Your Back Hurts, Now What?
The Best Possible Ways to Help Relieve Your Lower Back Pain
Back pain, especially in the lower back, is extremely common in the general population. In fact, according to the National Institute of Health, approximately 15 to 20% of Americans report having low-back pain annually. And, it's estimated that about 80% of adults will experience low-back pain at least once in their lives.
Low back pain can be caused by a variety of problems with the many structures that make up the complex spine. According to the physicians at Weill Cornelle Medicine, younger adults (ages 30-60) are more likely to experience low back pain from conditions that affect spinal discs such as lumbar disc herniation or degenerative disc disease, or strains of back muscles or tissues. Older adults (over 60), on the other hand, usually deal with pain from the wearing down of joints with conditions like osteoarthritis and spinal stenosis.
Stay active without adding to your pain
Most cases of low back pain are mild and will improve on their own by making some basic changes in your daily habits. If you're experiencing any type of low back pain, unless it's severe, here's how you should deal with it:
- Stay active: don't fall victim to the temptation of limiting or stopping most activities and resting your back at all times; it might sound appealing, but too much rest without activity can actually make your recovery more difficult
- Choose exercises wisely: try to stick with low-impact exercises like swimming, brisk walking, biking or yoga to maintain fitness without straining your back
- Avoid aggravators: stay away from high-impact exercises like running/jogging, tennis and basketball, as well as contact sports; also avoid any heavy lifting, bending or twisting the back or anything else that can make the pain worse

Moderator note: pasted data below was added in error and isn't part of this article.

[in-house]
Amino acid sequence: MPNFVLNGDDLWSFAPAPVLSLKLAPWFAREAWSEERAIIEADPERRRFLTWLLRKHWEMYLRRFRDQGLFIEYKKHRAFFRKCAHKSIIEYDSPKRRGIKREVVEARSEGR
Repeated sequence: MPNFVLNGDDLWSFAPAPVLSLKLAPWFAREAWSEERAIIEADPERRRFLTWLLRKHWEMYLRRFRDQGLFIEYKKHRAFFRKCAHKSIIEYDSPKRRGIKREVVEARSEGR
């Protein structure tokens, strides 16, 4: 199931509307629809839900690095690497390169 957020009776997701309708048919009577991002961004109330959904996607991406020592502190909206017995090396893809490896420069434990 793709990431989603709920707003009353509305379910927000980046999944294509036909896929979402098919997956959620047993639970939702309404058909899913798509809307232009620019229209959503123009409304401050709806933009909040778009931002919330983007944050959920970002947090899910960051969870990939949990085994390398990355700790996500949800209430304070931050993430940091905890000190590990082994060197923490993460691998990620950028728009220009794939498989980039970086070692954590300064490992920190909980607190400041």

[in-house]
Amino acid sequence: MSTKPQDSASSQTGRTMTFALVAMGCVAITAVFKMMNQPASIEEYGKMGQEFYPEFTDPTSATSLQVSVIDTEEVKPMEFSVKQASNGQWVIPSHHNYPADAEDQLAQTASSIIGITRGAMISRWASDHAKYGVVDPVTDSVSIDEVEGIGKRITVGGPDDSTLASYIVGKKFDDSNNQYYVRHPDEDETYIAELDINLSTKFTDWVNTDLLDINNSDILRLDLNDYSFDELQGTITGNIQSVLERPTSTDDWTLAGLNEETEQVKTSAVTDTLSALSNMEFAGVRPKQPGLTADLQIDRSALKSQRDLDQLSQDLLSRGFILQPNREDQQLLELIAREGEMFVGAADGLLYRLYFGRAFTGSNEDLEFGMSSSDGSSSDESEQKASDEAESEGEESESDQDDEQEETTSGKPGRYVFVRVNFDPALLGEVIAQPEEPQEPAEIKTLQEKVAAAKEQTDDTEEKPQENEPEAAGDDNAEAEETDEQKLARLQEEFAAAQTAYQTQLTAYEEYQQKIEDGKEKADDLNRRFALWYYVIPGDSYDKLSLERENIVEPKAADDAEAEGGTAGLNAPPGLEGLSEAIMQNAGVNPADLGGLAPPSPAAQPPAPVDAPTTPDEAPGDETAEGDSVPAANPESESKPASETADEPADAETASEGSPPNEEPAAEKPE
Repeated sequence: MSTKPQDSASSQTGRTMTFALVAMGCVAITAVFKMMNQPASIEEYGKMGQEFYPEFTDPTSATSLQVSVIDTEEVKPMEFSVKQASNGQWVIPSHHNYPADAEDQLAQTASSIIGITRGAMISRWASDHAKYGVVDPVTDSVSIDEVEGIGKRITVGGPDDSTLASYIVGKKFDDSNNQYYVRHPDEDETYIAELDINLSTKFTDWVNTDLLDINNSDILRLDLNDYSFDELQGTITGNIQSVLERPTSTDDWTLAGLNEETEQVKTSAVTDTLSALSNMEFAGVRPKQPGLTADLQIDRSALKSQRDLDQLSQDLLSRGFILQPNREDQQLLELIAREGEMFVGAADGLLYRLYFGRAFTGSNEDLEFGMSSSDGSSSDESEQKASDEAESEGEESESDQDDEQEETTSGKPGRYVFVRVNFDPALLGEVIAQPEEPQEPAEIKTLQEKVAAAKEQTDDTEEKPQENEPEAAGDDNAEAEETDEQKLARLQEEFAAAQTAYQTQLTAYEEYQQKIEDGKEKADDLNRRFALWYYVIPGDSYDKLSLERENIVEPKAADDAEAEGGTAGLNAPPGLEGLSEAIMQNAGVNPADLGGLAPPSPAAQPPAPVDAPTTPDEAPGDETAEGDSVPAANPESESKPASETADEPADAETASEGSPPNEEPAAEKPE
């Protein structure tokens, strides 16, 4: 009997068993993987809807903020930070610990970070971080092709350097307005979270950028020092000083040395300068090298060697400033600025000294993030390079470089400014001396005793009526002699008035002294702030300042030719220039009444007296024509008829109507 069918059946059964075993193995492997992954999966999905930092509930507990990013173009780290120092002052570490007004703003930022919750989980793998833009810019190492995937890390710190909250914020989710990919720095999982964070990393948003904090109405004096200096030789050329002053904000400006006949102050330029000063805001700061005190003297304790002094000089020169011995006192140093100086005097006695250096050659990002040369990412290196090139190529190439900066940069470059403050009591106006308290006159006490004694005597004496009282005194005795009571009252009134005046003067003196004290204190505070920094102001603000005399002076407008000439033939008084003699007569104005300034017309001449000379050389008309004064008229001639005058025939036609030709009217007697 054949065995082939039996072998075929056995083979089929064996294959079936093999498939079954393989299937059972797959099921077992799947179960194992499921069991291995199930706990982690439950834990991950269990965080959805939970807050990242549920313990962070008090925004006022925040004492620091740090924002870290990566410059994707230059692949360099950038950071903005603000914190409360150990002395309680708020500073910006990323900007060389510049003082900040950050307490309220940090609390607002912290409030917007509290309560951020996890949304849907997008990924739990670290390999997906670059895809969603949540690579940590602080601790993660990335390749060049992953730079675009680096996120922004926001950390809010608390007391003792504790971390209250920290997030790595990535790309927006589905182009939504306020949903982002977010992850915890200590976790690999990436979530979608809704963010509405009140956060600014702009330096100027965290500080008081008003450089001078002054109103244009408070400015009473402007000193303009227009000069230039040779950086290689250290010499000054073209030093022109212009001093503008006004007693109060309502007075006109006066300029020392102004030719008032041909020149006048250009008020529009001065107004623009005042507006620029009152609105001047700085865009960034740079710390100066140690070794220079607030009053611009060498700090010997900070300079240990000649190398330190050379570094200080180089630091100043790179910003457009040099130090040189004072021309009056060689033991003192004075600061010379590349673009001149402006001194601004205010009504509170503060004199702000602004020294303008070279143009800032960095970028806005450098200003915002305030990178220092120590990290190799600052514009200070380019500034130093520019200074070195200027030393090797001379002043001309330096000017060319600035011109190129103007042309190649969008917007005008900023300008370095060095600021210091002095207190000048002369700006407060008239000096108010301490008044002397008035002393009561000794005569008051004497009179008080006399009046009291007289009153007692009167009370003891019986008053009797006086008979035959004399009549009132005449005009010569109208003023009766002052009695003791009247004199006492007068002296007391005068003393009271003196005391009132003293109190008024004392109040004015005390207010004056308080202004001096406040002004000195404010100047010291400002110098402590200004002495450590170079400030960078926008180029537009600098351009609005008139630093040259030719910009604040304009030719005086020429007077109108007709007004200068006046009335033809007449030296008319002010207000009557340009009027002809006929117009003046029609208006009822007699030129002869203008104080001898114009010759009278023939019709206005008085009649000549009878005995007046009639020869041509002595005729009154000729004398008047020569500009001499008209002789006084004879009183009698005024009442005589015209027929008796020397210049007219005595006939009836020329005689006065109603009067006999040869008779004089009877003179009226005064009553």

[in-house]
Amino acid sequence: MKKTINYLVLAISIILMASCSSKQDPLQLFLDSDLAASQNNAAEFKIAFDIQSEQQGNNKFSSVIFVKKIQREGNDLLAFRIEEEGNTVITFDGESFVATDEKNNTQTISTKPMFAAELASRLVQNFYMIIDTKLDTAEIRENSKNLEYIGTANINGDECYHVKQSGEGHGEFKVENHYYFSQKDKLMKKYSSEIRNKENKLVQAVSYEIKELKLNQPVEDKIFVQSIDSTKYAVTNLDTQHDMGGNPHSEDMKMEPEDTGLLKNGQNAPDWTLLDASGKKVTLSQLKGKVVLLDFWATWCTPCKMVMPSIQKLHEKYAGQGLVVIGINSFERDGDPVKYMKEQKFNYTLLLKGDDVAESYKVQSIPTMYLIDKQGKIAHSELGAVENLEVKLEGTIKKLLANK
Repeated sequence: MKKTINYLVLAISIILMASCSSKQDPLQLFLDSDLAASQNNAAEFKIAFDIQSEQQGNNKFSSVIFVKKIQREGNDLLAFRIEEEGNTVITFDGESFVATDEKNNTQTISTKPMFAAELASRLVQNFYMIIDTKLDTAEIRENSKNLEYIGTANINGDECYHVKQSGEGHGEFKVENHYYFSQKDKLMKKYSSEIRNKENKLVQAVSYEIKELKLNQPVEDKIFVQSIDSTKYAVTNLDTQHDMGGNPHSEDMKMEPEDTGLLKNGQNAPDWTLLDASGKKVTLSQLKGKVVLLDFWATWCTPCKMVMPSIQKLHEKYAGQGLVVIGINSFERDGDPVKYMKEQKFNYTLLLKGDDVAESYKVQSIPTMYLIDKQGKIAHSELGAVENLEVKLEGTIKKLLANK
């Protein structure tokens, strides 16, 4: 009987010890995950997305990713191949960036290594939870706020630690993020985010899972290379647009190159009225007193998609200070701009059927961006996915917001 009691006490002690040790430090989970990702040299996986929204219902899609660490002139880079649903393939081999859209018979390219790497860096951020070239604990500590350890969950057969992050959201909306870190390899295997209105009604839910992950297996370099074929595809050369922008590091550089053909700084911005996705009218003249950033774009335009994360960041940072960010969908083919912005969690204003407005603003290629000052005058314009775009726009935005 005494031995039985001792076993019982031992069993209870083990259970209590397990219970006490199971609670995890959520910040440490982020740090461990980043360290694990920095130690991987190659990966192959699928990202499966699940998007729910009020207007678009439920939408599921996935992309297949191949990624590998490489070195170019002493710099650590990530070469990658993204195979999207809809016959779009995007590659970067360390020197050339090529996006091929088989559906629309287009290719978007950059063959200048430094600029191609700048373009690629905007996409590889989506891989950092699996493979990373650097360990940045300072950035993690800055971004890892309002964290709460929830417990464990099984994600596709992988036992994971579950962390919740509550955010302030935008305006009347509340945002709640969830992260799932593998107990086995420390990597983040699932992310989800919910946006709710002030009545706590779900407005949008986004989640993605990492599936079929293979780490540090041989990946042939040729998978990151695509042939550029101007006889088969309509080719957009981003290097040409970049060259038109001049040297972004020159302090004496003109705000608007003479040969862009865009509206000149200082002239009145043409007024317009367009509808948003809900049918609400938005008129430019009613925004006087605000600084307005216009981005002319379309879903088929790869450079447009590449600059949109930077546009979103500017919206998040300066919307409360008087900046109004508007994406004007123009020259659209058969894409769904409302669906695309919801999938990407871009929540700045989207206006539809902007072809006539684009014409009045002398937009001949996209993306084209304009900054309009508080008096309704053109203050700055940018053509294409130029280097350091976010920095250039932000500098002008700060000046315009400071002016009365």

- Practice proper posture: use good posture at all times, especially while sitting at a desk: feet flat on the floor, knees bent at 90°, back straight, shoulders square and computer at or right below eye level
- Ice: apply ice to the sore region of your back for 20-30 minutes, 3-4 times a day
- Support: Wear a back brace to support your back as you move about daily
Physical therapy for additional care
For long-lasting (chronic) low back pain or pain that doesn't subside with these lifestyle changes, a physical therapist can help with additional treatments and exercises. The goal of physical therapy is to reduce pain, increase function and prevent recurrence, and treatment usually consists of:
- Stretching exercises for the buttocks, spine and hamstrings to keep joints flexible
- Strengthening exercises to build up the muscles in the back and core
- Passive treatments like massage, manual therapy and ultrasound
- Education and guidance on how to improve your posture and make other necessary changes that may be contributing to your pain
Physical therapy is regarded as an effective treatment for most cases of low back pain and will usually lead to notable improvements. Surgery should only be considered in extreme circumstances when all other conservative (non-surgical) treatments have failed to elicit a positive response.